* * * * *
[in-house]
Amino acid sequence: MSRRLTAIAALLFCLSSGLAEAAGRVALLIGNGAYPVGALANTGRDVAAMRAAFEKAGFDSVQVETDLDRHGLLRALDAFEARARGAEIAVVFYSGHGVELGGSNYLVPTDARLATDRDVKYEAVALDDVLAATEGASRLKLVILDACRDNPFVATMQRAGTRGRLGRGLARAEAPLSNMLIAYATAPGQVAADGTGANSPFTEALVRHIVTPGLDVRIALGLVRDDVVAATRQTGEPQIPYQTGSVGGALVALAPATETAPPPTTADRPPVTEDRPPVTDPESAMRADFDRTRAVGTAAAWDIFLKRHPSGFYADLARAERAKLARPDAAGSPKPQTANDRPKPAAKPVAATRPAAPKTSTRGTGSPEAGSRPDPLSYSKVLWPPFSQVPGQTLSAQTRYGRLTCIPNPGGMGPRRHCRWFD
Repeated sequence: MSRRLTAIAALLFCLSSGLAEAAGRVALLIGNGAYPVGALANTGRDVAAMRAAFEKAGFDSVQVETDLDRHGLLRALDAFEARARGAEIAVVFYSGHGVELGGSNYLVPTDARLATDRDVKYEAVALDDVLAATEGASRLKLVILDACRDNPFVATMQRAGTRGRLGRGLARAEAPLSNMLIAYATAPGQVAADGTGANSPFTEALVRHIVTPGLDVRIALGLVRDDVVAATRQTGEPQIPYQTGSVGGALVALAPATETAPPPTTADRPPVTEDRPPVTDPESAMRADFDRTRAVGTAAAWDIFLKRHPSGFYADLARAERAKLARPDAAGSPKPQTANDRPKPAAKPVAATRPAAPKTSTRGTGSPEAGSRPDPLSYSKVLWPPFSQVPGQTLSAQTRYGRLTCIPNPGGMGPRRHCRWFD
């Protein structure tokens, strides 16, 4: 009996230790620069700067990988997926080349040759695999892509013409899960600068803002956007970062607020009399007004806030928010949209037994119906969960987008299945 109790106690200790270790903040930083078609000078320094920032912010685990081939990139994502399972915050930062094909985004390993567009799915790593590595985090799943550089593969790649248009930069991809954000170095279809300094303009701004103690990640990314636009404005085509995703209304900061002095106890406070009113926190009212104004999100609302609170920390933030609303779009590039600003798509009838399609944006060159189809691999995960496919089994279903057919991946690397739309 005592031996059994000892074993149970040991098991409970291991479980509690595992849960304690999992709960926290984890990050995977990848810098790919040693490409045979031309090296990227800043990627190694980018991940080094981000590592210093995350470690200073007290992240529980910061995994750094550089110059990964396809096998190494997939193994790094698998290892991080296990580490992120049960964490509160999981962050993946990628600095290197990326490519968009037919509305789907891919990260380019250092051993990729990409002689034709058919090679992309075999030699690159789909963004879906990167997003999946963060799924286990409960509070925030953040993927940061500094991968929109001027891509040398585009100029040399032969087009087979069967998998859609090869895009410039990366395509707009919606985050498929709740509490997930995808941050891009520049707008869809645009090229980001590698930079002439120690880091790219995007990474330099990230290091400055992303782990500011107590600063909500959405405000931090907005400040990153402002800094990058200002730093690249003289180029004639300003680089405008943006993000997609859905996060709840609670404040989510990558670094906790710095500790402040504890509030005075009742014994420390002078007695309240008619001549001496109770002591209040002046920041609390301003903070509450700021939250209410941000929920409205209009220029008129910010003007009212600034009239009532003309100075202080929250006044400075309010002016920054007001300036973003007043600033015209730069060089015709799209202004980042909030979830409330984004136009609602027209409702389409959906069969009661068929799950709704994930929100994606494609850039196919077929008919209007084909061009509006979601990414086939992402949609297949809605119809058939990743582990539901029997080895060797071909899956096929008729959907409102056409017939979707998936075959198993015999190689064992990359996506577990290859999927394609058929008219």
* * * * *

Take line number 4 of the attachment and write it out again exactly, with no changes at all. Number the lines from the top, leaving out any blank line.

């Protein structure tokens, strides 16, 4: 009996230790620069700067990988997926080349040759695999892509013409899960600068803002956007970062607020009399007004806030928010949209037994119906969960987008299945 109790106690200790270790903040930083078609000078320094920032912010685990081939990139994502399972915050930062094909985004390993567009799915790593590595985090799943550089593969790649248009930069991809954000170095279809300094303009701004103690990640990314636009404005085509995703209304900061002095106890406070009113926190009212104004999100609302609170920390933030609303779009590039600003798509009838399609944006060159189809691999995960496919089994279903057919991946690397739309 005592031996059994000892074993149970040991098991409970291991479980509690595992849960304690999992709960926290984890990050995977990848810098790919040693490409045979031309090296990227800043990627190694980018991940080094981000590592210093995350470690200073007290992240529980910061995994750094550089110059990964396809096998190494997939193994790094698998290892991080296990580490992120049960964490509160999981962050993946990628600095290197990326490519968009037919509305789907891919990260380019250092051993990729990409002689034709058919090679992309075999030699690159789909963004879906990167997003999946963060799924286990409960509070925030953040993927940061500094991968929109001027891509040398585009100029040399032969087009087979069967998998859609090869895009410039990366395509707009919606985050498929709740509490997930995808941050891009520049707008869809645009090229980001590698930079002439120690880091790219995007990474330099990230290091400055992303782990500011107590600063909500959405405000931090907005400040990153402002800094990058200002730093690249003289180029004639300003680089405008943006993000997609859905996060709840609670404040989510990558670094906790710095500790402040504890509030005075009742014994420390002078007695309240008619001549001496109770002591209040002046920041609390301003903070509450700021939250209410941000929920409205209009220029008129910010003007009212600034009239009532003309100075202080929250006044400075309010002016920054007001300036973003007043600033015209730069060089015709799209202004980042909030979830409330984004136009609602027209409702389409959906069969009661068929799950709704994930929100994606494609850039196919077929008919209007084909061009509006979601990414086939992402949609297949809605119809058939990743582990539901029997080895060797071909899956096929008729959907409102056409017939979707998936075959198993015999190689064992990359996506577990290859999927394609058929008219």